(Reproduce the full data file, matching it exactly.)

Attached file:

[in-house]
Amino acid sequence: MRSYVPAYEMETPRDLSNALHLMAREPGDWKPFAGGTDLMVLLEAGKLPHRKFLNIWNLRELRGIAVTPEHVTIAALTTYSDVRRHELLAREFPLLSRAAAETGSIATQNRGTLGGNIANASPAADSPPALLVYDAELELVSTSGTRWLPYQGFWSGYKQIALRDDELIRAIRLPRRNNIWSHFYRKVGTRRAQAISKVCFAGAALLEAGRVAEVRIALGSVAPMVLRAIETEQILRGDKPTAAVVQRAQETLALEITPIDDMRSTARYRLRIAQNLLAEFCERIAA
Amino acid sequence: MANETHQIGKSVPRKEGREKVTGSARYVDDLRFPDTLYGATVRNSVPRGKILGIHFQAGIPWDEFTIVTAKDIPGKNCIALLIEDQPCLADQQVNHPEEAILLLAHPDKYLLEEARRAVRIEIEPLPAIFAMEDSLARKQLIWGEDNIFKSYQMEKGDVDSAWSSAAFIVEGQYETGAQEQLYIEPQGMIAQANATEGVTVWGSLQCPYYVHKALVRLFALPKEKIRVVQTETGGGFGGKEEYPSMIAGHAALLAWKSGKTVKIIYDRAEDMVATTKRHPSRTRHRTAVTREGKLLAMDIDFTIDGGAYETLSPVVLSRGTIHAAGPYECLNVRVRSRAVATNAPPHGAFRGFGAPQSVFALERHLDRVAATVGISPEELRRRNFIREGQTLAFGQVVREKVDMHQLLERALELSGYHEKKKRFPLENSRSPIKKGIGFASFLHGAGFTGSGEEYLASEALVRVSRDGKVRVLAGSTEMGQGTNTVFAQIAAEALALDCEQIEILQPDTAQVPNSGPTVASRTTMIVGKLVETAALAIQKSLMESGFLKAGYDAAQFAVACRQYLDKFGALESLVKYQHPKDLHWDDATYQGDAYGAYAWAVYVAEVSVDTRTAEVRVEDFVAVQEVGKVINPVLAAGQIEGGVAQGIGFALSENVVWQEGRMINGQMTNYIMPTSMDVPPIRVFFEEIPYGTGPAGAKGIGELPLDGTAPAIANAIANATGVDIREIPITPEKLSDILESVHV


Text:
[in-house]
Amino acid sequence: MRSYVPAYEMETPRDLSNALHLMAREPGDWKPFAGGTDLMVLLEAGKLPHRKFLNIWNLRELRGIAVTPEHVTIAALTTYSDVRRHELLAREFPLLSRAAAETGSIATQNRGTLGGNIANASPAADSPPALLVYDAELELVSTSGTRWLPYQGFWSGYKQIALRDDELIRAIRLPRRNNIWSHFYRKVGTRRAQAISKVCFAGAALLEAGRVAEVRIALGSVAPMVLRAIETEQILRGDKPTAAVVQRAQETLALEITPIDDMRSTARYRLRIAQNLLAEFCERIAA
Amino acid sequence: MANETHQIGKSVPRKEGREKVTGSARYVDDLRFPDTLYGATVRNSVPRGKILGIHFQAGIPWDEFTIVTAKDIPGKNCIALLIEDQPCLADQQVNHPEEAILLLAHPDKYLLEEARRAVRIEIEPLPAIFAMEDSLARKQLIWGEDNIFKSYQMEKGDVDSAWSSAAFIVEGQYETGAQEQLYIEPQGMIAQANATEGVTVWGSLQCPYYVHKALVRLFALPKEKIRVVQTETGGGFGGKEEYPSMIAGHAALLAWKSGKTVKIIYDRAEDMVATTKRHPSRTRHRTAVTREGKLLAMDIDFTIDGGAYETLSPVVLSRGTIHAAGPYECLNVRVRSRAVATNAPPHGAFRGFGAPQSVFALERHLDRVAATVGISPEELRRRNFIREGQTLAFGQVVREKVDMHQLLERALELSGYHEKKKRFPLENSRSPIKKGIGFASFLHGAGFTGSGEEYLASEALVRVSRDGKVRVLAGSTEMGQGTNTVFAQIAAEALALDCEQIEILQPDTAQVPNSGPTVASRTTMIVGKLVETAALAIQKSLMESGFLKAGYDAAQFAVACRQYLDKFGALESLVKYQHPKDLHWDDATYQGDAYGAYAWAVYVAEVSVDTRTAEVRVEDFVAVQEVGKVINPVLAAGQIEGGVAQGIGFALSENVVWQEGRMINGQMTNYIMPTSMDVPPIRVFFEEIPYGTGPAGAKGIGELPLDGTAPAIANAIANATGVDIREIPITPEKLSDILESVHV